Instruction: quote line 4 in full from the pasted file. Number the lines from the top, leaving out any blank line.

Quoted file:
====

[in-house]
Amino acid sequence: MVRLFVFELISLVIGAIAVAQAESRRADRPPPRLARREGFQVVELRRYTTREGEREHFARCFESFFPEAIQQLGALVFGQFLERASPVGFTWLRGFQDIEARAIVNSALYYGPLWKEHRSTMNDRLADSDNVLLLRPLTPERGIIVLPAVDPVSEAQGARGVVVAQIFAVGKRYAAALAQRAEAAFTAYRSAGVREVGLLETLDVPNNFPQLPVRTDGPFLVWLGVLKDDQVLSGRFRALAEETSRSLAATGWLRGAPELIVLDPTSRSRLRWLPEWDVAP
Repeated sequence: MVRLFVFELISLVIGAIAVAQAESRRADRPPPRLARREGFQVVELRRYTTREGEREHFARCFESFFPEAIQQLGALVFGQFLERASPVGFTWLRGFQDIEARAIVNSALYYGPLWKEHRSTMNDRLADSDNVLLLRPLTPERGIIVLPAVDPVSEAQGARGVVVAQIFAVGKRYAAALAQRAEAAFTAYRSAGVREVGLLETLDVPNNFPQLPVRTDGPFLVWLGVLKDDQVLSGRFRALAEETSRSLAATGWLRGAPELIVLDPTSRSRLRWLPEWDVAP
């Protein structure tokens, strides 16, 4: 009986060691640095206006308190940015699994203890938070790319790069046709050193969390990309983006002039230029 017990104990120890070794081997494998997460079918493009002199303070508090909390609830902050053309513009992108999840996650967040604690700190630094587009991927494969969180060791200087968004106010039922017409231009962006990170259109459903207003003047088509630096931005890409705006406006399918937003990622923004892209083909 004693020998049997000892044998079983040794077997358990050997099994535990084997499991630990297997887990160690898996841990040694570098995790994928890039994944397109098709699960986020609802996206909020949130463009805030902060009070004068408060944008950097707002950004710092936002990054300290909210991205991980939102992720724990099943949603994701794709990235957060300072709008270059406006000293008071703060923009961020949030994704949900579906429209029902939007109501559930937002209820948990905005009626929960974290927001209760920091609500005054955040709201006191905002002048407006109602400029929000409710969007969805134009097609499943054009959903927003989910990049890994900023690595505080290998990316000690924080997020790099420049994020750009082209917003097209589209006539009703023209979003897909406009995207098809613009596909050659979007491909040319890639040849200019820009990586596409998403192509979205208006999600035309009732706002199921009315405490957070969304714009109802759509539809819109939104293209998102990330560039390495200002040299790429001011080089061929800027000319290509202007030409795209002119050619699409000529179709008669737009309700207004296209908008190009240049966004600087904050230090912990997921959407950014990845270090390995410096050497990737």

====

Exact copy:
């Protein structure tokens, strides 16, 4: 009986060691640095206006308190940015699994203890938070790319790069046709050193969390990309983006002039230029 017990104990120890070794081997494998997460079918493009002199303070508090909390609830902050053309513009992108999840996650967040604690700190630094587009991927494969969180060791200087968004106010039922017409231009962006990170259109459903207003003047088509630096931005890409705006406006399918937003990622923004892209083909 004693020998049997000892044998079983040794077997358990050997099994535990084997499991630990297997887990160690898996841990040694570098995790994928890039994944397109098709699960986020609802996206909020949130463009805030902060009070004068408060944008950097707002950004710092936002990054300290909210991205991980939102992720724990099943949603994701794709990235957060300072709008270059406006000293008071703060923009961020949030994704949900579906429209029902939007109501559930937002209820948990905005009626929960974290927001209760920091609500005054955040709201006191905002002048407006109602400029929000409710969007969805134009097609499943054009959903927003989910990049890994900023690595505080290998990316000690924080997020790099420049994020750009082209917003097209589209006539009703023209979003897909406009995207098809613009596909050659979007491909040319890639040849200019820009990586596409998403192509979205208006999600035309009732706002199921009315405490957070969304714009109802759509539809819109939104293209998102990330560039390495200002040299790429001011080089061929800027000319290509202007030409795209002119050619699409000529179709008669737009309700207004296209908008190009240049966004600087904050230090912990997921959407950014990845270090390995410096050497990737």